Report on the Agricultural Experiment Stations, 1953 Page: 62
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62 REPORT ON EXPERIMENT STATIONS, 1953
Organic acids and enzyme systems
The effect of different levels of iron and manganese on the amount of
organic acids and the level of enzyme activity in plant tissues was
studied at the New Jersey station. Low iron and high manganese
nutrition resulted in a greater quantity of organic acids than high
iron and low manganese, in the leaves of Havana seed tobacco. Maleic
acid constituted the major single organic acid present. Iron-deficient
chlorotic sunflower leaves were much lower in catalase and peroxidase
activities than plants grown with an adequate supply of iron. High
manganese had the same effect as low iron in inducing typical chlorosis
and reducing the activity of these enzymes. Intermediate levels
of both iron and manganese produced normal plants.
The New Jersey station also reported that a decrease in the nutrient
level of boron caused an increase in total organic acids in tomatoes.
Catalase activity of boron-deficient tomatoes exceeded that of plants
grown with sufficient boron. Present indications are that borondeficient
tomato tissues respire more rapidly than normal tissues. Cell
necrosis in boron-deficient tomato plants occurred first in the outer
basal portions of the youngest undeveloped leaves, next in the inner
portions of these same leaves near the junction of the base and the
dome of the meristematic tissue, and finally in the vacuolated cells
beneath the meristematic region across the whole of the young shoot
Composition of legumes and grasses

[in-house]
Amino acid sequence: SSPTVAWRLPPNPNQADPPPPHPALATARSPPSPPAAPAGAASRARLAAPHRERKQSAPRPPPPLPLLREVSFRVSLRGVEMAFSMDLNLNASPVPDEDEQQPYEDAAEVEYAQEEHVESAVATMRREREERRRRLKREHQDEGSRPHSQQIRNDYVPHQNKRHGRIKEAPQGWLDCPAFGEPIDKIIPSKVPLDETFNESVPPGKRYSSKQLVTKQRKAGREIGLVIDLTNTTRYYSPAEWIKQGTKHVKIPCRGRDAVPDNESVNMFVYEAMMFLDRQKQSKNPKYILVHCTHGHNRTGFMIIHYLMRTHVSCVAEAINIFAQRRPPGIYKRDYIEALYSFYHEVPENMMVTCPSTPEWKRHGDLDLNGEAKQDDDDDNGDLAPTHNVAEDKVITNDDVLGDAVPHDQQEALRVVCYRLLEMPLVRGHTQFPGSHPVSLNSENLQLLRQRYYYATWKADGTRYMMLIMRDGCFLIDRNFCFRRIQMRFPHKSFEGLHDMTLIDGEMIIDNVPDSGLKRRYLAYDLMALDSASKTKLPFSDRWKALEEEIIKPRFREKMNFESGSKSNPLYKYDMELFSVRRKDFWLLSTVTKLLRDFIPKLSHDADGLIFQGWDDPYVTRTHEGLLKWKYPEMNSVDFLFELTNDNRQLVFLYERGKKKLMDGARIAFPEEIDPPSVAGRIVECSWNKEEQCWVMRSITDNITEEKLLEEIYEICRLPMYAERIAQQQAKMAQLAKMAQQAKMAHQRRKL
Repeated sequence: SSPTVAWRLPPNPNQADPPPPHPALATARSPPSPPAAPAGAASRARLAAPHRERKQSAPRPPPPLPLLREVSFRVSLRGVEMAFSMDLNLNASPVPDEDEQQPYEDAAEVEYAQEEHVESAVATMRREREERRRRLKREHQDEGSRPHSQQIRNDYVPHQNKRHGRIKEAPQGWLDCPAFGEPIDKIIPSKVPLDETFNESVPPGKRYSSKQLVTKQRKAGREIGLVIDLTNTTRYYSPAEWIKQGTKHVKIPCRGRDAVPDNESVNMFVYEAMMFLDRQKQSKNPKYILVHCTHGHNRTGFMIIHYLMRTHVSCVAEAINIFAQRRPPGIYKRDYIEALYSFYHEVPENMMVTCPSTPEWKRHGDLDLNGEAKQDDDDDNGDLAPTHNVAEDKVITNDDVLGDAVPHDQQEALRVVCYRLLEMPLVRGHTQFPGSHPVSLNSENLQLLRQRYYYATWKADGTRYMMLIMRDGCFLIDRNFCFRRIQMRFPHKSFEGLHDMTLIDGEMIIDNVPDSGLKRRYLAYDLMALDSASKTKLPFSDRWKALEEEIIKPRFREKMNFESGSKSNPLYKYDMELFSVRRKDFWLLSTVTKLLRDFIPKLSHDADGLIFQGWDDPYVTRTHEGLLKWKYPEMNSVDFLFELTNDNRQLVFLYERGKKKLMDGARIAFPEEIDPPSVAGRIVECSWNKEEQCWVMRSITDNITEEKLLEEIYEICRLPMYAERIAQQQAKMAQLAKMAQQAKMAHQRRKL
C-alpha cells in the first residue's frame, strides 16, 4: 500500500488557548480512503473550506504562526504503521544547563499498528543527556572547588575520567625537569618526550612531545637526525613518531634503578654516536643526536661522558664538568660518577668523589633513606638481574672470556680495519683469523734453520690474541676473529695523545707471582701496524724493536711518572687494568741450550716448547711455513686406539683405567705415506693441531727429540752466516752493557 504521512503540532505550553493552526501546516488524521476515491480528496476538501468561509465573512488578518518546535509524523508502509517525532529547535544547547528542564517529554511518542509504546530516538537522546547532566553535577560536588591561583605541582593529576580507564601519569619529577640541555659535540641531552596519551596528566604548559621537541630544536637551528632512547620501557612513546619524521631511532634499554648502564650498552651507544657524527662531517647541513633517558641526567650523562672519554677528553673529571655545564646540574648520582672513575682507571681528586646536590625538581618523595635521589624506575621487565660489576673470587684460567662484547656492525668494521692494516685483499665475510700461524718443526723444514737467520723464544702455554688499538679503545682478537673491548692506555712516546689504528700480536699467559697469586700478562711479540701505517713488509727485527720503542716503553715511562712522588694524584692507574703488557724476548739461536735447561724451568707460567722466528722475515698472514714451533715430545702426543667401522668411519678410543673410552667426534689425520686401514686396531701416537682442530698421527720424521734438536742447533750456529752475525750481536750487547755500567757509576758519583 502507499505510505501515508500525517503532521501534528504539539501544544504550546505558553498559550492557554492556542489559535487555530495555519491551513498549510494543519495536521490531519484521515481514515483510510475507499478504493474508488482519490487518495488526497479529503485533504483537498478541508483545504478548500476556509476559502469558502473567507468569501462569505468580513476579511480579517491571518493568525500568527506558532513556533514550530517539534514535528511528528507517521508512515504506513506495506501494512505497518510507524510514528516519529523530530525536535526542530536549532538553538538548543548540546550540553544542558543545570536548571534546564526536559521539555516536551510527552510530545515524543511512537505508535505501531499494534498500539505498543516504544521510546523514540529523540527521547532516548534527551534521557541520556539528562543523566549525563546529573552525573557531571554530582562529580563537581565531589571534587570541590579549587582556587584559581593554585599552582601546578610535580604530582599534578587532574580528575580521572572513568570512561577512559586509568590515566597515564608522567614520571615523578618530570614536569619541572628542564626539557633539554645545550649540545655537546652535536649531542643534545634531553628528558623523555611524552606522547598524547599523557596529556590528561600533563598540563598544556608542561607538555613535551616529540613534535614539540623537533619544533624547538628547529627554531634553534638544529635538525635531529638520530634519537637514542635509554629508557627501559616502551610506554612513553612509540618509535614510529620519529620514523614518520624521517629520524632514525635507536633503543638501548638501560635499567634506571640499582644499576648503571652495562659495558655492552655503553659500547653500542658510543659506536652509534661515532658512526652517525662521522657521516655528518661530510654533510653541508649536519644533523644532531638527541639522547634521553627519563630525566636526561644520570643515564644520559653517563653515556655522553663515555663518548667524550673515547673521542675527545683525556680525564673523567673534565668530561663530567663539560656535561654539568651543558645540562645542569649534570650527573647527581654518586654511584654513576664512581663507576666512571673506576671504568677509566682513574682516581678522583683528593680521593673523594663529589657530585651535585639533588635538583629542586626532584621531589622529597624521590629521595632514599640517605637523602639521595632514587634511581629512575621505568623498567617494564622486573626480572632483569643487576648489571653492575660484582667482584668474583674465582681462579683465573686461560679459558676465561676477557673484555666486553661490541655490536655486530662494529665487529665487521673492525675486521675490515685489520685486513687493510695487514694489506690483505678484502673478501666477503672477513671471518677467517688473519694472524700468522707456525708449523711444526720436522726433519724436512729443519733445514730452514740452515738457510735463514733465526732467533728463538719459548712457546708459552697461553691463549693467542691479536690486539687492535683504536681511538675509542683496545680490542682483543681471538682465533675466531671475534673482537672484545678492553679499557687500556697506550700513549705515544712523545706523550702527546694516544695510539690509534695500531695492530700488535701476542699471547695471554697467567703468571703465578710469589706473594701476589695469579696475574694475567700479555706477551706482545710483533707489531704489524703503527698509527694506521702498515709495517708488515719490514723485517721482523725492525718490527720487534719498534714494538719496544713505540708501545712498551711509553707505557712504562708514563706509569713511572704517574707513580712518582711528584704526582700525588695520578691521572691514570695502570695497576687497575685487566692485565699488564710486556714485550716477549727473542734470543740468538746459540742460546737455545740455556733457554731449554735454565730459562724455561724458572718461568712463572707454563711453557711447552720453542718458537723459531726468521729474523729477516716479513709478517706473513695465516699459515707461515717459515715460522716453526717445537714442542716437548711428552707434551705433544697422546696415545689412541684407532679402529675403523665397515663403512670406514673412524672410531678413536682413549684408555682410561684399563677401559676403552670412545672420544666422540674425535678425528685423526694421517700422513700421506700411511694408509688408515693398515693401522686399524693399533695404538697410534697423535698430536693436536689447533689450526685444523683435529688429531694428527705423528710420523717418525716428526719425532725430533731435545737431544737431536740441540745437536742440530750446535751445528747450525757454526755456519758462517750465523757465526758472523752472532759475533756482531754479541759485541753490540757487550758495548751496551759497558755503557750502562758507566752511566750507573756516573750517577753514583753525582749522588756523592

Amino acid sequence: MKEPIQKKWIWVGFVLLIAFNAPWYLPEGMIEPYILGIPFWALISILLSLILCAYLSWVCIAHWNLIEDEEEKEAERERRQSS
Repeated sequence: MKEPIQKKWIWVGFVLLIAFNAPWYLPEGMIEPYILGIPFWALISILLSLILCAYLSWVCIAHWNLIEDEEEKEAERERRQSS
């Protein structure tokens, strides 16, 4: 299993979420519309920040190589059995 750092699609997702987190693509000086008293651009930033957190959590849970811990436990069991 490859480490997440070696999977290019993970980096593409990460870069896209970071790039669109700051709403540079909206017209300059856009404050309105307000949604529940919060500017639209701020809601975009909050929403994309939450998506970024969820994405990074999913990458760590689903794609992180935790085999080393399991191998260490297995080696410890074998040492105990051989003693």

Manganese-deficient alfalfa was found by the Indiana station to
contain more nitrogen than normal alfalfa. The greatest difference
occurred in the amide, free amino acid, and nitrate nitrogen fractions,
in which deficient plants were considerably higher than the nondeficient.
The latter, or normal plants, were slightly lower in protein
than the former.
Plant analyses conducted at the Virginia station (coop. USDA)
showed that ladino clover is higher in boron, cobalt, copper, and zinc
content than orchardgrass. Out of 80 grass samples collected in the
southern Coastal Plains area, more than one-half was deficient in
cobalt (0.05 p. p. m. or less) from the standpoint of animal nutrition,
whereas more than one-third of these from the northern section of the
Coastal Plains was deficient. Copper was also found to be deficient
(6.50 p. p. m. or less) in grass grown in the Coastal Plains soils. In
the northern part of the area about one-third of the samples were deficient,
and in the southern part almost one-half were too low in
copper for adequate animal nutrition. Orchardgrass was higher in
molybdenum and manganese than ladino clover. With the exception
of zinc, the average plant content of these elements was higher in the
samples from the northern than those from the southern Coastal
The Missouri station continued its investigations of the functioning
of trace elements as catalysts in protein synthesis. From the stand.
point of animal nutrition the amino acid composition of protein was
improved by the addition of trace elements to the soil. Breeding
troubles and Brucellosis infection in dairy animals were reduced by
feeding grain from soils treated with trace elements.
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United States. Office of Experiment Stations. Report on the Agricultural Experiment Stations, 1953, book, 1953; Washington D.C.. (digital.library.unt.edu/ark:/67531/metadc5989/m1/64/: accessed October 20, 2017), University of North Texas Libraries, Digital Library, digital.library.unt.edu; crediting UNT Libraries Government Documents Department.